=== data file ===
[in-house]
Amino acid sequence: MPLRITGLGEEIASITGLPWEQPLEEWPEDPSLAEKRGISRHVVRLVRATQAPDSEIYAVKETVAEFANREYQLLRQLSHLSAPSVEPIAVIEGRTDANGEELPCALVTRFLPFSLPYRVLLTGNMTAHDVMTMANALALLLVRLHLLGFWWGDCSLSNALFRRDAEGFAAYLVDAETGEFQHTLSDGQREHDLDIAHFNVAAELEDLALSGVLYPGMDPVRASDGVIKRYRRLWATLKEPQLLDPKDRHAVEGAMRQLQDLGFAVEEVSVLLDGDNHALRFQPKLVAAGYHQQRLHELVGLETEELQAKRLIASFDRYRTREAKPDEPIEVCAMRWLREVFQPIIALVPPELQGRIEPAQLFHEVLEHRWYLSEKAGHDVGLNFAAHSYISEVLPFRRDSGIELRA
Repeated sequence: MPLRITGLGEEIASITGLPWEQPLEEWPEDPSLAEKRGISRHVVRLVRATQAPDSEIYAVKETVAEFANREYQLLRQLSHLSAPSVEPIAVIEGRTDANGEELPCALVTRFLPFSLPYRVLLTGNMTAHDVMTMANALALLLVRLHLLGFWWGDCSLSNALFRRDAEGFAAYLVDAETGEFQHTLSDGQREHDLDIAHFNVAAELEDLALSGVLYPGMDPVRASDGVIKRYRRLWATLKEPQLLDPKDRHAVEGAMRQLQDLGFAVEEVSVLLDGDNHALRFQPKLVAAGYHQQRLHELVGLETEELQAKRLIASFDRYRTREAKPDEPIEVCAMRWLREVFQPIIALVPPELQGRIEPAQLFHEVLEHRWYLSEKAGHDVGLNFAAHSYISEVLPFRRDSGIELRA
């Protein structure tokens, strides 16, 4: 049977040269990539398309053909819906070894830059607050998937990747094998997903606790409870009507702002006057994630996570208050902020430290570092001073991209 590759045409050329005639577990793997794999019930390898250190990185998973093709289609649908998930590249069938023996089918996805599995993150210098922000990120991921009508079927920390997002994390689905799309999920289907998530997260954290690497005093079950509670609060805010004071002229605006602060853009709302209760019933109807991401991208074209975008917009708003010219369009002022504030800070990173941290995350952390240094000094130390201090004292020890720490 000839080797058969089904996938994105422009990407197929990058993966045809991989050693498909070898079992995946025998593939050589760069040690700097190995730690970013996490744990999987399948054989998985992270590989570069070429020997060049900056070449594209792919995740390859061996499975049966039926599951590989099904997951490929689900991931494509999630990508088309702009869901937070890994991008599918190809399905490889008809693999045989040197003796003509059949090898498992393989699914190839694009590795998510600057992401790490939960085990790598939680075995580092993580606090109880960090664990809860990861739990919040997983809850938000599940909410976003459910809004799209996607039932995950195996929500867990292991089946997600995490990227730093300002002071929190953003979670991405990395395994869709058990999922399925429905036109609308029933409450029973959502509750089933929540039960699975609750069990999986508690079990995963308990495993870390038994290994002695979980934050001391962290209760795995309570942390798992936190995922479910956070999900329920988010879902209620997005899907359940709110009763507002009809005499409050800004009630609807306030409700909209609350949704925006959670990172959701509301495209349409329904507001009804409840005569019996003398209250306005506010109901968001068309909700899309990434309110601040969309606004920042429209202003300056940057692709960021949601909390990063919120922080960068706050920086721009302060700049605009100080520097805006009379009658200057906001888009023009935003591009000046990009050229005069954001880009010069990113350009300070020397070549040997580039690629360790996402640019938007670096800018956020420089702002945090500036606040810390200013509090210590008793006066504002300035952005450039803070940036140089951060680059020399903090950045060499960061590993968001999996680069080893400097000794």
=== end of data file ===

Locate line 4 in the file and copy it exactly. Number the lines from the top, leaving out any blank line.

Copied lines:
């Protein structure tokens, strides 16, 4: 049977040269990539398309053909819906070894830059607050998937990747094998997903606790409870009507702002006057994630996570208050902020430290570092001073991209 590759045409050329005639577990793997794999019930390898250190990185998973093709289609649908998930590249069938023996089918996805599995993150210098922000990120991921009508079927920390997002994390689905799309999920289907998530997260954290690497005093079950509670609060805010004071002229605006602060853009709302209760019933109807991401991208074209975008917009708003010219369009002022504030800070990173941290995350952390240094000094130390201090004292020890720490 000839080797058969089904996938994105422009990407197929990058993966045809991989050693498909070898079992995946025998593939050589760069040690700097190995730690970013996490744990999987399948054989998985992270590989570069070429020997060049900056070449594209792919995740390859061996499975049966039926599951590989099904997951490929689900991931494509999630990508088309702009869901937070890994991008599918190809399905490889008809693999045989040197003796003509059949090898498992393989699914190839694009590795998510600057992401790490939960085990790598939680075995580092993580606090109880960090664990809860990861739990919040997983809850938000599940909410976003459910809004799209996607039932995950195996929500867990292991089946997600995490990227730093300002002071929190953003979670991405990395395994869709058990999922399925429905036109609308029933409450029973959502509750089933929540039960699975609750069990999986508690079990995963308990495993870390038994290994002695979980934050001391962290209760795995309570942390798992936190995922479910956070999900329920988010879902209620997005899907359940709110009763507002009809005499409050800004009630609807306030409700909209609350949704925006959670990172959701509301495209349409329904507001009804409840005569019996003398209250306005506010109901968001068309909700899309990434309110601040969309606004920042429209202003300056940057692709960021949601909390990063919120922080960068706050920086721009302060700049605009100080520097805006009379009658200057906001888009023009935003591009000046990009050229005069954001880009010069990113350009300070020397070549040997580039690629360790996402640019938007670096800018956020420089702002945090500036606040810390200013509090210590008793006066504002300035952005450039803070940036140089951060680059020399903090950045060499960061590993968001999996680069080893400097000794």